Orientation assumes square pixels and is reported in degrees where zero degrees has the rod aligned with the X axis, 45 degrees when it is along +X, -Y (slanting to the upper-right on the display), and 90 degrees when aligned with Y.
When the FIONA tracking kernel is used, the radius field refers to the standard deviation of the Gaussian that is being fit. The Fit Background field refers to the pixel-intensity count of the background value added to the Gaussian at the best fit. The Gaussian Summed Value field refers to the volume under the Gaussian (in units of square pixels times intensity units). The Mean Background field reports the mean of the pixels that are 5 pixels from the Gaussian center. The Summed Value field is the sum of the pixels within a 5-pixel radius around the center of the Gaussian with the mean background subtracted from each.
If the video checkbox is selected, Spot Tracker will also store a vrpn_Imager copy of the video data on a device named TestImage. The first frame of the video and every 400th frame of the video will be stored as the entire frames; intermediate frames will only have video in them for regions around the existing trackers (twice the radius of each). This provides a way to store a much smaller video that records all of the motion at and near beads in case they need to be re-tracked later with different parameters. It also provides a pass-through mechanism for another program to connect to a live running Spot Tracker program and watch both the (subset) video and the bead motion.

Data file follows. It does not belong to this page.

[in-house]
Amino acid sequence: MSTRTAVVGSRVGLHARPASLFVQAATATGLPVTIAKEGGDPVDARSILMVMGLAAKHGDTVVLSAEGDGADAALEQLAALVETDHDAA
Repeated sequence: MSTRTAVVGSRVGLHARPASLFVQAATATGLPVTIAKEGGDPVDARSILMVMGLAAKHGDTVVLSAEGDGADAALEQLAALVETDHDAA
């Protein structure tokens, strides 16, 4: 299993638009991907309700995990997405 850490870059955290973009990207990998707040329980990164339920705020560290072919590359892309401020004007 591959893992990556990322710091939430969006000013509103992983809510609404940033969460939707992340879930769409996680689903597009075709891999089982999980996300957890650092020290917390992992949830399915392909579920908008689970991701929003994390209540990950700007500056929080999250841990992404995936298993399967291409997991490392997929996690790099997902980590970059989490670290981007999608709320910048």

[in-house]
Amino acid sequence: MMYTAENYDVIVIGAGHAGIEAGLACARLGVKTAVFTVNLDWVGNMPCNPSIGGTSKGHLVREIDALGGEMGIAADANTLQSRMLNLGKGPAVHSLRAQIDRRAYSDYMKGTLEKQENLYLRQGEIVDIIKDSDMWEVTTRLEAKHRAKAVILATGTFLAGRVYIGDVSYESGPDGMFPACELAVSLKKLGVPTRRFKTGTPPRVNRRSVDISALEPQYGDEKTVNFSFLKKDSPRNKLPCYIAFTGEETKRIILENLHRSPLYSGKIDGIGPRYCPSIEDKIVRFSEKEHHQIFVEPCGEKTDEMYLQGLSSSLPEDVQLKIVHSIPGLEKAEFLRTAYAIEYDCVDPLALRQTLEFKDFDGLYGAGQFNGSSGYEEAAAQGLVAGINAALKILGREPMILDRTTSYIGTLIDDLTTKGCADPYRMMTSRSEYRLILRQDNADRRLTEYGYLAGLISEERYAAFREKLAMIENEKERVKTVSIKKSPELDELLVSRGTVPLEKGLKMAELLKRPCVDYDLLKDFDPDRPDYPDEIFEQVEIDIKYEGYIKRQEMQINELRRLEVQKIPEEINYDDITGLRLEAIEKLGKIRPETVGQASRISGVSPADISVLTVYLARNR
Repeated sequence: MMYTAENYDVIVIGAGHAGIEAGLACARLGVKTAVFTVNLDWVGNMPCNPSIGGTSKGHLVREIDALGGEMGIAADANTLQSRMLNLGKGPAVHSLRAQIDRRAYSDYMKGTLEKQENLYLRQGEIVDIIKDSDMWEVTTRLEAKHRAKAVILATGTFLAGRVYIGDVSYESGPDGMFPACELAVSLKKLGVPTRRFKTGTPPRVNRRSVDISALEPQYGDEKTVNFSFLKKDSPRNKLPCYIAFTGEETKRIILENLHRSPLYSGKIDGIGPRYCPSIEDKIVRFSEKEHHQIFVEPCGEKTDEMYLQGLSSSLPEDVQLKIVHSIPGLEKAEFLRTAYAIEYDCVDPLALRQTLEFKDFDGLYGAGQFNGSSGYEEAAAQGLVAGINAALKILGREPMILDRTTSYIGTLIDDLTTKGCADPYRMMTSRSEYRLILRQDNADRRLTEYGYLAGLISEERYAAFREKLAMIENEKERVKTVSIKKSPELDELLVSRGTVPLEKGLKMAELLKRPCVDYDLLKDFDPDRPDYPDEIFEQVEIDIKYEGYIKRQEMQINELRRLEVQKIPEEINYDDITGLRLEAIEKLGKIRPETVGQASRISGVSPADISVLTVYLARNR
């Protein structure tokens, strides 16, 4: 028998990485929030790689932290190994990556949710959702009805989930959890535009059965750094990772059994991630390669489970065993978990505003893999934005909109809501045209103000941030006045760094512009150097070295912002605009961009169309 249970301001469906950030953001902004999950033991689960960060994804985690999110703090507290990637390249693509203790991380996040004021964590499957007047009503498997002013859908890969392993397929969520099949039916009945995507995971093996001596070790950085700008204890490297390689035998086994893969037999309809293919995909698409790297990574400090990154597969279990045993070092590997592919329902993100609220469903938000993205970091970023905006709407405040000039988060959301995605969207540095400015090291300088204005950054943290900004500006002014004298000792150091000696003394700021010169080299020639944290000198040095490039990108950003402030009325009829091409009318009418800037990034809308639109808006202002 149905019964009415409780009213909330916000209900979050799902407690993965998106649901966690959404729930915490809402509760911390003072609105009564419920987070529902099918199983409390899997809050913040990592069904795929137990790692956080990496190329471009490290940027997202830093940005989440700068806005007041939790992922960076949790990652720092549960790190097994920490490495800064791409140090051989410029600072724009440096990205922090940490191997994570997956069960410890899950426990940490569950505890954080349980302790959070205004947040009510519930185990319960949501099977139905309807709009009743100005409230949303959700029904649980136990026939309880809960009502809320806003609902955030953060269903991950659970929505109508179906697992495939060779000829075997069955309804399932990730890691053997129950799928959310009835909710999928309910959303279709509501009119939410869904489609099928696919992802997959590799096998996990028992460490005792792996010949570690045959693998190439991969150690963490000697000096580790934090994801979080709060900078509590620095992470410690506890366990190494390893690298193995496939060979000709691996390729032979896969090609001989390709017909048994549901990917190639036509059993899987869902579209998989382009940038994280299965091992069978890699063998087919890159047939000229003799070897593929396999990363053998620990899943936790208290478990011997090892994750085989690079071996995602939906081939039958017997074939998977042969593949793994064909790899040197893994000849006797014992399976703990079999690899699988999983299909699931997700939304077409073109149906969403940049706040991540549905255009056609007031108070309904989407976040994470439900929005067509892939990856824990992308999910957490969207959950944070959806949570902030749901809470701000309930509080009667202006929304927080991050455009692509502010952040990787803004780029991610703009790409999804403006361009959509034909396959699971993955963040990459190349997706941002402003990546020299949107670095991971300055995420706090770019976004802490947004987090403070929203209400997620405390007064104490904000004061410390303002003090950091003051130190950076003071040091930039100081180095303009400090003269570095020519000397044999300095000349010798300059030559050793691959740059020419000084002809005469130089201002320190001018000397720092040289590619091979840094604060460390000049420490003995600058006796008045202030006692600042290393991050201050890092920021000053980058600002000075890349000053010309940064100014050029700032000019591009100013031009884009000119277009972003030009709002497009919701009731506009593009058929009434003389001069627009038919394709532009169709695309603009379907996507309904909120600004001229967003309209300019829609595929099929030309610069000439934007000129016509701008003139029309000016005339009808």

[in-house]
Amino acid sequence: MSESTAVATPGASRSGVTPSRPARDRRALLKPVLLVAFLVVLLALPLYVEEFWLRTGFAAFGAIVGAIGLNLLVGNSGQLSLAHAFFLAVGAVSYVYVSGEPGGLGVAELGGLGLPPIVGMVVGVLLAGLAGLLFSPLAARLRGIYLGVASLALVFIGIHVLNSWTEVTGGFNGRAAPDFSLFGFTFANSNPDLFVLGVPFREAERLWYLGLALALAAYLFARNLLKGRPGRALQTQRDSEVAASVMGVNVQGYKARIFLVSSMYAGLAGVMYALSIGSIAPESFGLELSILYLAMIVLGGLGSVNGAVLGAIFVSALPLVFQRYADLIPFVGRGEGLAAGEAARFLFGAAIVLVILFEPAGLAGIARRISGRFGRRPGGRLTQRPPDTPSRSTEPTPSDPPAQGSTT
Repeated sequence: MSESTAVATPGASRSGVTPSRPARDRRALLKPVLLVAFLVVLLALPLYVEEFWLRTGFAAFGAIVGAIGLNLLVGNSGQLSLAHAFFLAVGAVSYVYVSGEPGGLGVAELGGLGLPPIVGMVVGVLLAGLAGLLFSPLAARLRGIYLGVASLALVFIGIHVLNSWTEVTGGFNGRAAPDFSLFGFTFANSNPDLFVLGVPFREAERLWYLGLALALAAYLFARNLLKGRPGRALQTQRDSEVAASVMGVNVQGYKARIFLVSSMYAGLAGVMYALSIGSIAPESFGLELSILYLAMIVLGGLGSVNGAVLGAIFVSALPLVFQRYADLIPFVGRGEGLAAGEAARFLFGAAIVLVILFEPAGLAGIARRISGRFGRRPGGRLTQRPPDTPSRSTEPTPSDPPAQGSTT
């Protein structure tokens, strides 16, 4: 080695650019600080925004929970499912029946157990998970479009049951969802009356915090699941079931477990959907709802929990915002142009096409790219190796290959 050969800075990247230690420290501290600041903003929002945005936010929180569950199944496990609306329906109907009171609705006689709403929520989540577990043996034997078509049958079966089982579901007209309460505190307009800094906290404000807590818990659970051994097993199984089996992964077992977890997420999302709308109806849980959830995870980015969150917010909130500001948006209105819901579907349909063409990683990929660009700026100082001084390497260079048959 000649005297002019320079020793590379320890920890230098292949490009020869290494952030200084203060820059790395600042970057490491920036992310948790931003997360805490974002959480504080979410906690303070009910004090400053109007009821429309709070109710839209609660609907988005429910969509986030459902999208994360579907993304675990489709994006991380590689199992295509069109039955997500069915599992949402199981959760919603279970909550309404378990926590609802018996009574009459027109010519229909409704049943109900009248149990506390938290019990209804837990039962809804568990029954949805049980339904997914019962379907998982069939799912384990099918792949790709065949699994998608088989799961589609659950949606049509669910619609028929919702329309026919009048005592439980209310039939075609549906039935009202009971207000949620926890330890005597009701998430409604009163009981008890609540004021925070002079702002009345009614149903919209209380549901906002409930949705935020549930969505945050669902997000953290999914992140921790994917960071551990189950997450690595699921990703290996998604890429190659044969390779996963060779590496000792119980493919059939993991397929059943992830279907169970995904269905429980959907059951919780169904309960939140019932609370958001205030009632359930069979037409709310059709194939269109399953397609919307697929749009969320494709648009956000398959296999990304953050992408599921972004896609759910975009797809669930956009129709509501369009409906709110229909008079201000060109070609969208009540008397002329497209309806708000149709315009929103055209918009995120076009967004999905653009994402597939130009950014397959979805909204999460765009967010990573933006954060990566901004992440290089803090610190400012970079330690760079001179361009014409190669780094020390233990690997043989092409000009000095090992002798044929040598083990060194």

Whether logging is turned on or not, the video can be played by checking the play_video checkbox, and paused by unchecking it. The single_step_video checkbox will step forwards one video frame each time it is pressed. The rewind checkbox causes the video to rewind to the beginning, play the first frame of the video, and then pause. The FrameNum display shows which frame of a video file is currently being displayed.
When the background_subtract checkbox is selected, the program will compute a running average of the video frame and subtract the current frame from the running average. After 50 frames have been added, no more are used to form the average. This is intended to help separate moving objects from a stationery background that confuses the tracking.
Clicking on the kymograph button in the main control panel brings up two more windows and modifies the behavior of the first four tracked spots in the image. This function is aimed at the study of cellular mitosis, and it provides a “spingle-centered” trace through the image. The two centromeres define the ends of the spindle. The point halfway between the two centromeres is defined as the spindle center, which moves from frame to frame. The line through the two centromeres is defined as the spindle axis, which rotates from frame to frame.